Go to Top
  • Radio theatre is the adaptation of the theatre genre to the radio. The theatre renounces to the visual aspects of the scene and replaces them with sound elements that activate the listeners’ imagination and makes them enter the story. The radio theatre format is suitable for the V.I.T.A. project objectives as, while offering the opportunity to learn how to produce a radio show/podcast, it works on

    • creating a safe space where participants feel comfortable to share their stories;
    • fostering group cohesion and a sense of belonging;
    • promoting self-knowledge and consciousness;
    • giving participants the tools to analyse their voices, control intonation and pace.
  • Peer Interview and Vox Pop

    Ask the participants to reflect individually on a question.
    Then ask them to get into pairs, with a person of their choice. This could be a person with whom they feel particularly comfortable. Ask them to do a cross interview with recording material. Check that all the participants know how to use it. Then remind them about the interviews and invite them to sit down in a place where they feel comfortable.
    Listening to the audio files:
    Person A interviews B for 5 min, then the roles are reversed and B interviews A.
    Once the recordings are finished, come back into a large group circle. Place a speaker in the middle of the circle and listen to a few cross interviews on a voluntary basis. After each interview, do a quick review:
    How did you feel during the interview?
    How does it feel to hear your voice?
    Listening to the interviews sometimes makes the participants feel uncomfortable, but they mostly laugh. Conducting the interviews in pairs allows some of the participants to open up more, to have fun and to enjoy listening to themselves.

    Vox pop

    Vox pop usually takes place in the following way: a journalist approaches a person in the street and asks her/him/them a question about the chosen topic. The questions are asked according to what the journalist is looking for: a short answer, such as “yes” or “no”, or a more developed one. Like other forms of interviews, the questions can be adapted to the previous answers and to the profile of the interviewee.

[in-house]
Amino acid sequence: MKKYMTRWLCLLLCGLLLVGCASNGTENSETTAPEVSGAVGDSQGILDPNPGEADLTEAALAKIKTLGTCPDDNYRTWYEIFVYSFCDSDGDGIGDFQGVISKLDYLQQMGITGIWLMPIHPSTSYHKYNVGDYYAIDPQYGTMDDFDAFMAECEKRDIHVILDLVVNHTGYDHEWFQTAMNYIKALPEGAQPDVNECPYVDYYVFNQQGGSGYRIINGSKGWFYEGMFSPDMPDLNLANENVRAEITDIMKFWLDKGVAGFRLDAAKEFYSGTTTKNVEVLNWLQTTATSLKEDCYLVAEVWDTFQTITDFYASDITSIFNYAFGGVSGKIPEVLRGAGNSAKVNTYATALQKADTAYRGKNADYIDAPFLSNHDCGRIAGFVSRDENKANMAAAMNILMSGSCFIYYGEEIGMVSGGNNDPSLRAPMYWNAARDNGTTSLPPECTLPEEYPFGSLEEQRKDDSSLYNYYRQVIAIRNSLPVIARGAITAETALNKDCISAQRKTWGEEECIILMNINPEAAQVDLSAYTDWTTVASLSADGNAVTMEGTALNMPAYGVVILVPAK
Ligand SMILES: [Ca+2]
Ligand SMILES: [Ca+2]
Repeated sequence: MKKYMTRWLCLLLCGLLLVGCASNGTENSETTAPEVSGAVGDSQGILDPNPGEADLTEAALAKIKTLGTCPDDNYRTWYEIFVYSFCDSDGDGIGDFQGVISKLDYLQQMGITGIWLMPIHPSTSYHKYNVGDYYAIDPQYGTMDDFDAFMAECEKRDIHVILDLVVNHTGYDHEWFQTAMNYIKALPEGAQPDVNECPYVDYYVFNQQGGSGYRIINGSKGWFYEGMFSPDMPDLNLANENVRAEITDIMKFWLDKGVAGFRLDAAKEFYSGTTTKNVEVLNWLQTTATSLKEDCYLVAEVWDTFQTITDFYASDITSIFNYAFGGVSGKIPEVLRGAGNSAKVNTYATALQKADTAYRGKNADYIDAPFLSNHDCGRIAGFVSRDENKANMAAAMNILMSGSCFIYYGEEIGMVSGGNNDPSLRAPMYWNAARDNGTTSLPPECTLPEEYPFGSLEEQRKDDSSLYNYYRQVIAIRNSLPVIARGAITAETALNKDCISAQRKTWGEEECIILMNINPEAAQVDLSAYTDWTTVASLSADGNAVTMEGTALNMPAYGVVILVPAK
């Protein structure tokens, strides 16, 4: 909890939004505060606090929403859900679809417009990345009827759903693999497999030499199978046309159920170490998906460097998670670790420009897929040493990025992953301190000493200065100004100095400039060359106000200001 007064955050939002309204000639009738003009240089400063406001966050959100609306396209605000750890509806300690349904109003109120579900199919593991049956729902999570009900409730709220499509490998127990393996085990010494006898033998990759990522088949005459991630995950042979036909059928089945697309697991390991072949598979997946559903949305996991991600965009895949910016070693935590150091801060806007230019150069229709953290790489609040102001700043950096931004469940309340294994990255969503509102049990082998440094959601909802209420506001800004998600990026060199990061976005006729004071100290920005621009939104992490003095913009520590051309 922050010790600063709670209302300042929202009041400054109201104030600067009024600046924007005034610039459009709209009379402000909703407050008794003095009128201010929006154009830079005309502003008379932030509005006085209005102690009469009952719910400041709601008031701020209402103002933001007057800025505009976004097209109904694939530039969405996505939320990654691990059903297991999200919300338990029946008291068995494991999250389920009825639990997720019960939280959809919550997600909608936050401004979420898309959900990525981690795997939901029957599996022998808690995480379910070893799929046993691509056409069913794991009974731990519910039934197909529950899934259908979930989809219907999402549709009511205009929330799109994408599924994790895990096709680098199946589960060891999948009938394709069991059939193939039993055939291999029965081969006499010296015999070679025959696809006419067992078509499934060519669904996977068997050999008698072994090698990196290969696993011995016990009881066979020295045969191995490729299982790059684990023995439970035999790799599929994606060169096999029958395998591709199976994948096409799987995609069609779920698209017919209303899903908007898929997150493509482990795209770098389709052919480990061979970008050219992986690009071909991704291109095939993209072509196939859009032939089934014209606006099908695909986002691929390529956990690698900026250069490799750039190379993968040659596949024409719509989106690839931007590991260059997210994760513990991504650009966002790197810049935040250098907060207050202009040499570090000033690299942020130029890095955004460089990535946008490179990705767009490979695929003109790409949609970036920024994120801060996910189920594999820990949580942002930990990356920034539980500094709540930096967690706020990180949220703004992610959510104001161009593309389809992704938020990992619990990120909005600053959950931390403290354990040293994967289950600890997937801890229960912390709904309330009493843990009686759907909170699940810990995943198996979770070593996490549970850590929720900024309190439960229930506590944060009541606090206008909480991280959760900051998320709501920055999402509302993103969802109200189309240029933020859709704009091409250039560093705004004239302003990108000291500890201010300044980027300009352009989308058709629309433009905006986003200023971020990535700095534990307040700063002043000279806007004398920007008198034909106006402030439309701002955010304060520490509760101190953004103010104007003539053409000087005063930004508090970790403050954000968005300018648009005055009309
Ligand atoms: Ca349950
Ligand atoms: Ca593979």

Warning : participants must be prepared on how to approach strangers. They also need to be prepared for rejection in case some of the people they want to interview are not willing  to answer the questions.
    Be careful with intimate questions that might incriminate the subjects. Also, if your questions are too intimate, you won’t get any answers. Imagine how you would react if a random person approaches you on the street and asks you overly private questions.
    When interacting with others don’t forget to present yourself and the project so people can be more curious and open to participate.

  • Sound Collage
    The topic of this sound collage was “How does your place of retreat sound like?”

    The concept was to catch the sound of a day at home. Home provides safety and mental peace. It is a place of retreat and relaxation.
    Step 1: Choose your equipment
    Step 2: Catch some sounds that illustrate home and peace. The sounds, voices and noises are recorded and collected. They will become the fragments of the sound collage.
    Step 3: Edit and compose. The recordings can be cut, moved, doubled, deleted or their volumes can be changed. A sound editing programme is used for this. There are some professional solutions as well as free programmes.
    Step 4: Listening. The final production of participants are listened to and discussed.

  • We will show you how to organize a debate during a radio workshop
    Before the participants arrive, let’s set up the radio studio. It is very important to be a quiet and pleasant place. Take the time to check that everything is working well so that you can be as quiet as possible during your workshop.
    Once everyone has arrived, you can do some icebreakers and energizers to create a relaxed atmosphere and get to know each other.
    Then ask the participants to :

    • Think about a topic that they would like to talk about.

    It can be a topic that is important to them, that they care about.

    • Ask participants to write down the theme(s) they have chosen on a piece of paper, and then group them into macro themes. For this you can ask them to specify their theme and how they want to talk about it.
    • Still discussing with the participants, create affirmative statements based on the topics.
    • Assign the tasks. You need one or more journalists, guests and a technical person.
    • Write down the guide sheet of your radio show, i.e. the timetable. This is important to give a framework and not to get lost in an endless debate.
    • Set up the debate thermometer.

    … 3, 2, 1 the show starts.

    Before finishing the workshop, trainers can offer a playful evaluation of the workshop.